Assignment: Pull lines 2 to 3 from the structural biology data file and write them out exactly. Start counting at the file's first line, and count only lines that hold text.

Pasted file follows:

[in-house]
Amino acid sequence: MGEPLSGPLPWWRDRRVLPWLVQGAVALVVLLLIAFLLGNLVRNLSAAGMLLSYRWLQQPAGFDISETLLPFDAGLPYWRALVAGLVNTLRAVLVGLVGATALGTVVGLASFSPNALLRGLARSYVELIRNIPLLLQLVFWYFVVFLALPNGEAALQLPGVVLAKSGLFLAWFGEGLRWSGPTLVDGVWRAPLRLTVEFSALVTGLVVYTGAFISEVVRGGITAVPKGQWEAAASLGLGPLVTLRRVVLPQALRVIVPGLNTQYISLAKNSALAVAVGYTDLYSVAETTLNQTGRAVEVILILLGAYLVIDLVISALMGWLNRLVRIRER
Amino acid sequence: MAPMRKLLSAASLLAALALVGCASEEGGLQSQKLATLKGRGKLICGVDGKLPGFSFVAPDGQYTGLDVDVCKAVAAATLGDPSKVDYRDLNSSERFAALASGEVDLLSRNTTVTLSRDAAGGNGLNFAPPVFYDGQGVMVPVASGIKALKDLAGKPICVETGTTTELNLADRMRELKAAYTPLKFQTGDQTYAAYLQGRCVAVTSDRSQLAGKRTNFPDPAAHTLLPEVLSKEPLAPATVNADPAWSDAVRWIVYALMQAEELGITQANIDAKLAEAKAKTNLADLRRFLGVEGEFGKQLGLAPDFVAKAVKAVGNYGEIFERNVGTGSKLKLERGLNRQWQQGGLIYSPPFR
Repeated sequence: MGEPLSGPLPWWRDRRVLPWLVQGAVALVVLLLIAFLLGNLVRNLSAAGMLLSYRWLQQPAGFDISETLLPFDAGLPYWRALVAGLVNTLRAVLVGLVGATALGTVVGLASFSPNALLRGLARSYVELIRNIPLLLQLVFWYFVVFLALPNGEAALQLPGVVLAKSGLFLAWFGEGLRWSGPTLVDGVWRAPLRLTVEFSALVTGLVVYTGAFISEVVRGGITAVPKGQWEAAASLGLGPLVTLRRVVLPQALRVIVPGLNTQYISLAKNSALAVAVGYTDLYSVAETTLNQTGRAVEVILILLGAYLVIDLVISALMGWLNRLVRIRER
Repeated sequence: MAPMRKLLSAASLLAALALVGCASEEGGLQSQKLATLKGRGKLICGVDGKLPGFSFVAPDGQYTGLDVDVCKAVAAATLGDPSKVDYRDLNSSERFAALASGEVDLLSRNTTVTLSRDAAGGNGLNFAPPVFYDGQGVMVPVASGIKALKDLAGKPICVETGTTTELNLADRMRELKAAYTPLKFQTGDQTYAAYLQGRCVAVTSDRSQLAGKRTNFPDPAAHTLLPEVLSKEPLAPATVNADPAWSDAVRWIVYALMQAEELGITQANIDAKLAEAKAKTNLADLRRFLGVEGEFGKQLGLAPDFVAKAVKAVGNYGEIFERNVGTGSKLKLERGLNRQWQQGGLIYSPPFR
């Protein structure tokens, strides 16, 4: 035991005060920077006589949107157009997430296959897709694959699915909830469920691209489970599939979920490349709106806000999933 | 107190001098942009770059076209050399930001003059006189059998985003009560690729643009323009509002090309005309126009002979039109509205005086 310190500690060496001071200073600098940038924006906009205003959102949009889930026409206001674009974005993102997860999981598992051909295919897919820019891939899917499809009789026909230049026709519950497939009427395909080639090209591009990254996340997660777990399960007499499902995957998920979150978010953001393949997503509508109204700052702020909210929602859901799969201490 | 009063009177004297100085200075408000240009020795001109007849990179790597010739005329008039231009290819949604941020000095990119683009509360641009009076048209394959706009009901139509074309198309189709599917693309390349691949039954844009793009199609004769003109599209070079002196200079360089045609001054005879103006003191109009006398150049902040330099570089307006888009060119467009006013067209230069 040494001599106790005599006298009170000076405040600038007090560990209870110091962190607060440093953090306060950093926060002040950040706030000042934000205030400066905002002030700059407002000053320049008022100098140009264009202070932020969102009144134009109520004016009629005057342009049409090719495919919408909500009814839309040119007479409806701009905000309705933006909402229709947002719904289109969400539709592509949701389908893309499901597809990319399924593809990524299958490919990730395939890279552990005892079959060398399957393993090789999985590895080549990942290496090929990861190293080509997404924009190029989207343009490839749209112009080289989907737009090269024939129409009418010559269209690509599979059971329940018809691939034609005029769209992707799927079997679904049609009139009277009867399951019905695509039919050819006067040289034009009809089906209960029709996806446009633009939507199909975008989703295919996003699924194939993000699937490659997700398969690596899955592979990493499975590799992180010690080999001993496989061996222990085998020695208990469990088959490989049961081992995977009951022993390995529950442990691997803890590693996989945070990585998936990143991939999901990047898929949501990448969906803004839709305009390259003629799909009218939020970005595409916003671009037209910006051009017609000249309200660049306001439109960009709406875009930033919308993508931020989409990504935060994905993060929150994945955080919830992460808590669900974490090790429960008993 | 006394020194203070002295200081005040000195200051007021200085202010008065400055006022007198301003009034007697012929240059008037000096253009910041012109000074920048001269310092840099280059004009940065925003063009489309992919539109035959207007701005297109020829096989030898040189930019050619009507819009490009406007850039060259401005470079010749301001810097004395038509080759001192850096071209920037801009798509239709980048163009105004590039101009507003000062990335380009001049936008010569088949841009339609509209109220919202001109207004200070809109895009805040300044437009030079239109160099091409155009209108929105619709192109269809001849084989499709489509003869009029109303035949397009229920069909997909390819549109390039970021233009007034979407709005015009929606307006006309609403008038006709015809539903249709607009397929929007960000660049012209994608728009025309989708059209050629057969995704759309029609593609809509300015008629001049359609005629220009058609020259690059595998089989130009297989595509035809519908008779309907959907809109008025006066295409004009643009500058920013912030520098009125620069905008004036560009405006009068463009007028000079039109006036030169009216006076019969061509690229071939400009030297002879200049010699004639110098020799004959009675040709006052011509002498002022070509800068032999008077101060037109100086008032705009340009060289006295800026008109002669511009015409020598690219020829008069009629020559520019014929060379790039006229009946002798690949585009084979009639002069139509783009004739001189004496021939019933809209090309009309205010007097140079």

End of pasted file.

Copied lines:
Amino acid sequence: MGEPLSGPLPWWRDRRVLPWLVQGAVALVVLLLIAFLLGNLVRNLSAAGMLLSYRWLQQPAGFDISETLLPFDAGLPYWRALVAGLVNTLRAVLVGLVGATALGTVVGLASFSPNALLRGLARSYVELIRNIPLLLQLVFWYFVVFLALPNGEAALQLPGVVLAKSGLFLAWFGEGLRWSGPTLVDGVWRAPLRLTVEFSALVTGLVVYTGAFISEVVRGGITAVPKGQWEAAASLGLGPLVTLRRVVLPQALRVIVPGLNTQYISLAKNSALAVAVGYTDLYSVAETTLNQTGRAVEVILILLGAYLVIDLVISALMGWLNRLVRIRER
Amino acid sequence: MAPMRKLLSAASLLAALALVGCASEEGGLQSQKLATLKGRGKLICGVDGKLPGFSFVAPDGQYTGLDVDVCKAVAAATLGDPSKVDYRDLNSSERFAALASGEVDLLSRNTTVTLSRDAAGGNGLNFAPPVFYDGQGVMVPVASGIKALKDLAGKPICVETGTTTELNLADRMRELKAAYTPLKFQTGDQTYAAYLQGRCVAVTSDRSQLAGKRTNFPDPAAHTLLPEVLSKEPLAPATVNADPAWSDAVRWIVYALMQAEELGITQANIDAKLAEAKAKTNLADLRRFLGVEGEFGKQLGLAPDFVAKAVKAVGNYGEIFERNVGTGSKLKLERGLNRQWQQGGLIYSPPFR